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‘Dune: Part Two’ Gives Sci-Fi-Obsessed Silicon Valley a Reason to Party

‘Dune: Part Two’ Gives Sci-Fi-Obsessed Silicon Valley a Reason to Party

In a top-floor atrium in downtown San Francisco on Thursday evening, tech workers from Google, Slack, X and Mozilla mingled next to a pair of cardboard cutouts of Timothée Chalamet and Zendaya.

Dustin Moskovitz, a Facebook founder, chatted as others sipped from cannily named cocktails like the Fremen Mirage (gin, coconut Campari, sweet vermouth) and the Arrakis Palms (vanilla pear purée, gin, Fever-Tree tonic). Tim O’Reilly, a tech industry veteran, dropped by. Alex Stamos, the former head of security at Facebook, was also spotted.

“Do you think they’ll let me take home one of the freaky sandworm popcorn buckets?” someone in the crowd tittered. The suggestively designed buckets had become a sensation across social media.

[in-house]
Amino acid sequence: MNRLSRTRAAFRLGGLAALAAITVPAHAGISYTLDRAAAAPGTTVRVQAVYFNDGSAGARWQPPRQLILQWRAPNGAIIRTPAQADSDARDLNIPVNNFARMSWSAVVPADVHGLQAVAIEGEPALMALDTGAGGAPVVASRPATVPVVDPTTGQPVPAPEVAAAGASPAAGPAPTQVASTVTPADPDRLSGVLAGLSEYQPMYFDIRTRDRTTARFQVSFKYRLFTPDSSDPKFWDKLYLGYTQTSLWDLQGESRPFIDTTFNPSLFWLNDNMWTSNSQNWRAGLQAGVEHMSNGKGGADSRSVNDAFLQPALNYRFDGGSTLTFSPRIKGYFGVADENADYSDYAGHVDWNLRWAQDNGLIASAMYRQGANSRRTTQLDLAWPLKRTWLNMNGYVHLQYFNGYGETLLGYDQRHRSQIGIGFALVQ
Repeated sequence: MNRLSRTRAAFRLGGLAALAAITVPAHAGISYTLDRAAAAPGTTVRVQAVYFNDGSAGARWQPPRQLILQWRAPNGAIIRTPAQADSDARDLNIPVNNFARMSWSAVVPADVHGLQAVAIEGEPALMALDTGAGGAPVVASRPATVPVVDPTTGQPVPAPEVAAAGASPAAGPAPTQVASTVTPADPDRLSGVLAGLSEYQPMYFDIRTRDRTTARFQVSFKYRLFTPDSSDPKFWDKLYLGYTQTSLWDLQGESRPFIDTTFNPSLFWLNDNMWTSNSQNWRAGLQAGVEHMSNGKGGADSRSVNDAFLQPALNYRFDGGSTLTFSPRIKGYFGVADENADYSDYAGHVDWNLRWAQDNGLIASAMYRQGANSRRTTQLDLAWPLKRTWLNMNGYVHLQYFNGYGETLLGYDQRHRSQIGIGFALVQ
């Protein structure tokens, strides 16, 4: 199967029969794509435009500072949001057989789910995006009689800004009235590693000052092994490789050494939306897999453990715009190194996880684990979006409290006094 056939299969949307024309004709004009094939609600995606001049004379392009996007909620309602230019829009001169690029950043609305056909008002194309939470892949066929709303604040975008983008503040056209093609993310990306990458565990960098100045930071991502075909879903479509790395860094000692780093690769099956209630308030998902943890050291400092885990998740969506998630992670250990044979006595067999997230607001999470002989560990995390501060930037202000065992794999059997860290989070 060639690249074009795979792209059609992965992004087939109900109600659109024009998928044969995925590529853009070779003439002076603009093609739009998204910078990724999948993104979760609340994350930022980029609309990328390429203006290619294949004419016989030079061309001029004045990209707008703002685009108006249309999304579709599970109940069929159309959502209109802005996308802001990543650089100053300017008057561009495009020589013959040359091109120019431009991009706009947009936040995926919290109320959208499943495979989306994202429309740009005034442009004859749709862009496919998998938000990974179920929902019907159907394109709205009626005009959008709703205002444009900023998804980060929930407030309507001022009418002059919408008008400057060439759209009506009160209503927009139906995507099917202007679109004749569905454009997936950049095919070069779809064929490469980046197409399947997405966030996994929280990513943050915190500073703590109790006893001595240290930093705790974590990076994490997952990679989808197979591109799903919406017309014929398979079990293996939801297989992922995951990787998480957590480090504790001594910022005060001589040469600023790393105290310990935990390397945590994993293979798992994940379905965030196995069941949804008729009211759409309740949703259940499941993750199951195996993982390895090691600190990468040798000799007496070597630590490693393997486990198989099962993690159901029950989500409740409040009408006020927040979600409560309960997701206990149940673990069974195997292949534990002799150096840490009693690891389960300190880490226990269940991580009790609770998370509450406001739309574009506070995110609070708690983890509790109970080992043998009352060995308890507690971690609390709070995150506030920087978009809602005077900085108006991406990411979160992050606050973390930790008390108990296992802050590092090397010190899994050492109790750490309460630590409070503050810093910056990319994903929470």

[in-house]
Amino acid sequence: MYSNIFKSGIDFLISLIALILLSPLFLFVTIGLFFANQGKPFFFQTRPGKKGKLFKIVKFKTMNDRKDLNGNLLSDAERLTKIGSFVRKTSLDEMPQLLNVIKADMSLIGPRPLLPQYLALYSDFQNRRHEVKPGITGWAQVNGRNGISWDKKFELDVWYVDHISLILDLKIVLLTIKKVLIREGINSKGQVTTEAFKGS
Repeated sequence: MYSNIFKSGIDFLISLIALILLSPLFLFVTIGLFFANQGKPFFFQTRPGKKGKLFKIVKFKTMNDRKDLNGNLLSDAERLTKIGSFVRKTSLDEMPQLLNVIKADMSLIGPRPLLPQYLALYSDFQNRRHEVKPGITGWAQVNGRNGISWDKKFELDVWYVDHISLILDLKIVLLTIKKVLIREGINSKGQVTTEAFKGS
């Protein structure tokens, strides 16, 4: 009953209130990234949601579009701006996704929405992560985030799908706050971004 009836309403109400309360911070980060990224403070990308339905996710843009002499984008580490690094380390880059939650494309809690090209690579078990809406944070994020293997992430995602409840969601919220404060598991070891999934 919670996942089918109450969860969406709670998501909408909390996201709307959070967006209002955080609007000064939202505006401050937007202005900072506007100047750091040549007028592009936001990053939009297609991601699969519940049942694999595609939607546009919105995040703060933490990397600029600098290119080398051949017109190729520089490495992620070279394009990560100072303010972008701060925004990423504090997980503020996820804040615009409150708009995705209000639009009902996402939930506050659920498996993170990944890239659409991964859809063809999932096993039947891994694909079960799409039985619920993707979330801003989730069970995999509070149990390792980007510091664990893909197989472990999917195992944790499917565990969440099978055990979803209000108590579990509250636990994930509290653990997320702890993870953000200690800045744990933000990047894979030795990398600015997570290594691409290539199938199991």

The techies were all there to celebrate Silicon Valley’s newest obsession: “Dune: Part 2,” the latest movie adapted from the Frank Herbert-authored science-fiction saga, which helped inspire many of them to become interested in technology. The film, which follows the 2021 installment “Dune,” sold an estimated $81.5 million in tickets in the United States and Canada over the weekend, the biggest opening for a Hollywood film since “Barbie.”

The invitation-only private screening at the IMAX theater in downtown San Francisco was hosted by two tech executives turned podcasters of “Escape Hatch,” a weekly show focused on sci-fi and fantasy films. And it was not the only game in town.

Across Silicon Valley — from venture capital firms to tech executive circles — people had booked their own private screenings of the movie, directed by Denis Villeneuve. On Thursday, the venture firm 50 Years invited founders, friends and investors to “come fuel your imagination with stellar science fiction” in a theater takeover.

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